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Virtual Pediatric Hospital: Paediapaedia: Wet Lung Disease (Transient Tachypnea of the Newborn) (TTN) (Retained Fetal Lung Liquid) Paediapaedia: Neonatal Chest Diseases

Wet Lung Disease (Transient Tachypnea of the Newborn) (TTN) (Retained Fetal Lung Liquid)

Michael P. D'Alessandro, M.D.
Peer Review Status: Internally Peer Reviewed


Clinical Presentation:
Term infant delivered via cesarean section or a precipitous delivery with transient respiratory distress that develops in the first 6 hours of life, peaks between 6-36 hours of life, and gradually disappears by 48 to 72 hours of life. Clinically tachypnea, expiratory grunting, substernal retraction, and mild cyanosis are seen.

Etiology/Pathophysiology:
Retention or delay in clearing fetal lung liquid. Prior to birth the fetal lungs and airways are filled with fluid formed from an ultrafiltrate of plasma. During a normal vaginal delivery, 30% of this fluid is expelled by thoracic compression during transit through the vagina, 30% is cleared by the pulmonary lymphatics, and 40% is cleared by the pulmonary capillaries. When the thoracic compression is lacking or inefficient, such as in delivery via cesarean section or a precipitous delivery, there is retention and subsequent delay in the resorption of normal fetal lung liquid. Other causes of delay in the resorption of fetal lung liquid include prematurity, maternal diabetes, oversedation, and hypervolemic states.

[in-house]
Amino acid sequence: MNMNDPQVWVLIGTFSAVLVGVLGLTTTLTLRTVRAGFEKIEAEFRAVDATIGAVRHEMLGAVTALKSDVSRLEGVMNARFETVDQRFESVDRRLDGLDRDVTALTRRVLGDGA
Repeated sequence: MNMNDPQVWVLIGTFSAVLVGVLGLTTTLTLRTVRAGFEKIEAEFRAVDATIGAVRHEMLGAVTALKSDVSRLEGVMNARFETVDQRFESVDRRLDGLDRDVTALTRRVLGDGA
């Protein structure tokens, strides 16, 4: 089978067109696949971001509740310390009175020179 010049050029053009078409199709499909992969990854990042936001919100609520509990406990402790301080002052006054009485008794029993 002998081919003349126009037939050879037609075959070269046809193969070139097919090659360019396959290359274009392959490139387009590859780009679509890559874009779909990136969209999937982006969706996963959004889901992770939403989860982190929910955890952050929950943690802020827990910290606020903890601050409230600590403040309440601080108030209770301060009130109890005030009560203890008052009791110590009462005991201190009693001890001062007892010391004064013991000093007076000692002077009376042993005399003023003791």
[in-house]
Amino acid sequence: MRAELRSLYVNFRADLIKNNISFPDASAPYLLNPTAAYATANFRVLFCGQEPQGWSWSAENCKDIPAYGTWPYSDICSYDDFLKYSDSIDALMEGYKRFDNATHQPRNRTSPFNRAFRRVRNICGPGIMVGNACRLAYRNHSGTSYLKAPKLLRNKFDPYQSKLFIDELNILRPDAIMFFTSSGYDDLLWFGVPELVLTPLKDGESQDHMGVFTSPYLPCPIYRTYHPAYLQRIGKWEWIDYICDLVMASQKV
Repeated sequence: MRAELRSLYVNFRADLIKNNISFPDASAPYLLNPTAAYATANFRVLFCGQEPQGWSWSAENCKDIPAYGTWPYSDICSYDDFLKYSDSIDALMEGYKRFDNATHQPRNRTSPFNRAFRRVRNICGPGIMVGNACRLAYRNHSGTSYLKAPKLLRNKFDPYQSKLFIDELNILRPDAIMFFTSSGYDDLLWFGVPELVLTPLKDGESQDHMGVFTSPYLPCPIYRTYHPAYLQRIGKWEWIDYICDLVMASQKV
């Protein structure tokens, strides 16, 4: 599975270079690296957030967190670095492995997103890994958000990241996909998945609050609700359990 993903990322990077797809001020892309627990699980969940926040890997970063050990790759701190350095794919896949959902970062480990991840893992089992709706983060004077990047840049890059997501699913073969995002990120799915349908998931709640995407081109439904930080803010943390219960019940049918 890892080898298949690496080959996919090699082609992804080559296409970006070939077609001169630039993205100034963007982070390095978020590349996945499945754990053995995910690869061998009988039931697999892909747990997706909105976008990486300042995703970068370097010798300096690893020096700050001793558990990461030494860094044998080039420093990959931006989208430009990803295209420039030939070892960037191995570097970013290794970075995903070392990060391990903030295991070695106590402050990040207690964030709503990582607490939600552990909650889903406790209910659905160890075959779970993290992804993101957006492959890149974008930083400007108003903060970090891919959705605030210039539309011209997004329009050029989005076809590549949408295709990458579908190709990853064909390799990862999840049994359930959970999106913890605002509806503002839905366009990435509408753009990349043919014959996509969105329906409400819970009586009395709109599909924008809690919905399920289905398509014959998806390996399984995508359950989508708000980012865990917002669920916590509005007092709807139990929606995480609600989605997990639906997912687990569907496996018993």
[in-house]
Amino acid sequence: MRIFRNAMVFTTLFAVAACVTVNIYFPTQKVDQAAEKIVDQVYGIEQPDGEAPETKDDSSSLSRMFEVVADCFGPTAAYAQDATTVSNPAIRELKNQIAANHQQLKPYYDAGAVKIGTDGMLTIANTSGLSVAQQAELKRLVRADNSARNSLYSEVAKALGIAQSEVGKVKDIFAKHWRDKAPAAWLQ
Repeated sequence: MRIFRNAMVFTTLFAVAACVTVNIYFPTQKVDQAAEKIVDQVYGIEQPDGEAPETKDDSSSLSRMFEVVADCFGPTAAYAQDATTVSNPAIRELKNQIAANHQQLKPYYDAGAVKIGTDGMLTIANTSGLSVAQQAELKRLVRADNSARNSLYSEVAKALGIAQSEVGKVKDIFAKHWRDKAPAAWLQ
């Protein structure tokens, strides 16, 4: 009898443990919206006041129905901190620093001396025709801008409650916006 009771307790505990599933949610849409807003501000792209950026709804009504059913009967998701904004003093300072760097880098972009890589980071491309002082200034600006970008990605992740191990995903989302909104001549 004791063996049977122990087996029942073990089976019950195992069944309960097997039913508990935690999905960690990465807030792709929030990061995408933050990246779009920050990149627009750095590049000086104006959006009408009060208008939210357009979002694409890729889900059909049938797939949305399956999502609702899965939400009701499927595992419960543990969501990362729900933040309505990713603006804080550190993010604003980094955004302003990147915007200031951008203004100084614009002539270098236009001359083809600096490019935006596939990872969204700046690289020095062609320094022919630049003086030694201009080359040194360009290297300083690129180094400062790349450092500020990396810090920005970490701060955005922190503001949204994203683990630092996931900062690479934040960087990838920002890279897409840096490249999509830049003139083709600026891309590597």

Pathology:
Greater than normal amounts of fluid in the airways, alveoli, capillaries, and lymphatics.

Imaging Findings:
Symmetrical pattern of pulmonary congestion consisting of bilateral reticulonodular densities that are most prominent in the perihilar regions along with a slightly enlarged heart. icon gifPeripheral air trapping is present, leading to increased lung volume and scattered atelectasis. Small bilateral pleural effusions may be present. Air leak is rare. The chest x-ray returns to normal in 48-72 hours. icon gif

DDX:

References:
See References Chapter.

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